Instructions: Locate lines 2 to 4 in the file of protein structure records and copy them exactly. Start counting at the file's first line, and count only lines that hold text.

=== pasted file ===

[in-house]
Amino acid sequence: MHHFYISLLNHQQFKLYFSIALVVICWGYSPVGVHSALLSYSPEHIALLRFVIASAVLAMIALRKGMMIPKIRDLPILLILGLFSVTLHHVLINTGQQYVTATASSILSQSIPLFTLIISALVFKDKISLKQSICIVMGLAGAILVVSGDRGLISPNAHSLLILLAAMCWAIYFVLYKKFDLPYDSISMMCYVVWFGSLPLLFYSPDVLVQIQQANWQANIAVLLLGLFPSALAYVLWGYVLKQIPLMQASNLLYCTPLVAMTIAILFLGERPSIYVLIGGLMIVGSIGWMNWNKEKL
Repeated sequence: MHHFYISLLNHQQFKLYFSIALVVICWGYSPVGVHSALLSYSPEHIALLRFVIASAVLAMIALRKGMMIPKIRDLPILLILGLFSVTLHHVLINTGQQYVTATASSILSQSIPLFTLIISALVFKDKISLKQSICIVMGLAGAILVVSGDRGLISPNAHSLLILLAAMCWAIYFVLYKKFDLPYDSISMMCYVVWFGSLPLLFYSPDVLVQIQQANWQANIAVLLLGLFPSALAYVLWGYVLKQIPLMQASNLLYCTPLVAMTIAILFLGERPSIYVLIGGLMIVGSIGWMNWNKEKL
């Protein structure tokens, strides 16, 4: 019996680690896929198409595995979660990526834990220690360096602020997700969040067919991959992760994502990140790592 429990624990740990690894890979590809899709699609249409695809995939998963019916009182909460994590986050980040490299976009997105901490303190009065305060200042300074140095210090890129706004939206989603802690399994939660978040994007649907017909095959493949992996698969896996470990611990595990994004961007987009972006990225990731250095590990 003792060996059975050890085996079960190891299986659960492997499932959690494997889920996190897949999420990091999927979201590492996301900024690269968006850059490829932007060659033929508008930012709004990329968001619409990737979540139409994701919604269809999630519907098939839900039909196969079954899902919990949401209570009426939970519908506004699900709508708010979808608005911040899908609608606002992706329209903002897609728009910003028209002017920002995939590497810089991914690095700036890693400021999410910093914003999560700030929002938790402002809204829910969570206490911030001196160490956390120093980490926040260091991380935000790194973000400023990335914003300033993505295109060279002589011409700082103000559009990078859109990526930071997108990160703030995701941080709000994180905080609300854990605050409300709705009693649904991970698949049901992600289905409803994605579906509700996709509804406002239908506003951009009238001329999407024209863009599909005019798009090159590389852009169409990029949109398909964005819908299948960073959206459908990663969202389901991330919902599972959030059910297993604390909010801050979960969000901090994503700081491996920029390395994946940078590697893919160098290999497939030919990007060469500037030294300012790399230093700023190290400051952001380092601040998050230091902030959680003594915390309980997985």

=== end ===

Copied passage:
Amino acid sequence: MHHFYISLLNHQQFKLYFSIALVVICWGYSPVGVHSALLSYSPEHIALLRFVIASAVLAMIALRKGMMIPKIRDLPILLILGLFSVTLHHVLINTGQQYVTATASSILSQSIPLFTLIISALVFKDKISLKQSICIVMGLAGAILVVSGDRGLISPNAHSLLILLAAMCWAIYFVLYKKFDLPYDSISMMCYVVWFGSLPLLFYSPDVLVQIQQANWQANIAVLLLGLFPSALAYVLWGYVLKQIPLMQASNLLYCTPLVAMTIAILFLGERPSIYVLIGGLMIVGSIGWMNWNKEKL
Repeated sequence: MHHFYISLLNHQQFKLYFSIALVVICWGYSPVGVHSALLSYSPEHIALLRFVIASAVLAMIALRKGMMIPKIRDLPILLILGLFSVTLHHVLINTGQQYVTATASSILSQSIPLFTLIISALVFKDKISLKQSICIVMGLAGAILVVSGDRGLISPNAHSLLILLAAMCWAIYFVLYKKFDLPYDSISMMCYVVWFGSLPLLFYSPDVLVQIQQANWQANIAVLLLGLFPSALAYVLWGYVLKQIPLMQASNLLYCTPLVAMTIAILFLGERPSIYVLIGGLMIVGSIGWMNWNKEKL
């Protein structure tokens, strides 16, 4: 019996680690896929198409595995979660990526834990220690360096602020997700969040067919991959992760994502990140790592 429990624990740990690894890979590809899709699609249409695809995939998963019916009182909460994590986050980040490299976009997105901490303190009065305060200042300074140095210090890129706004939206989603802690399994939660978040994007649907017909095959493949992996698969896996470990611990595990994004961007987009972006990225990731250095590990 003792060996059975050890085996079960190891299986659960492997499932959690494997889920996190897949999420990091999927979201590492996301900024690269968006850059490829932007060659033929508008930012709004990329968001619409990737979540139409994701919604269809999630519907098939839900039909196969079954899902919990949401209570009426939970519908506004699900709508708010979808608005911040899908609608606002992706329209903002897609728009910003028209002017920002995939590497810089991914690095700036890693400021999410910093914003999560700030929002938790402002809204829910969570206490911030001196160490956390120093980490926040260091991380935000790194973000400023990335914003300033993505295109060279002589011409700082103000559009990078859109990526930071997108990160703030995701941080709000994180905080609300854990605050409300709705009693649904991970698949049901992600289905409803994605579906509700996709509804406002239908506003951009009238001329999407024209863009599909005019798009090159590389852009169409990029949109398909964005819908299948960073959206459908990663969202389901991330919902599972959030059910297993604390909010801050979960969000901090994503700081491996920029390395994946940078590697893919160098290999497939030919990007060469500037030294300012790399230093700023190290400051952001380092601040998050230091902030959680003594915390309980997985």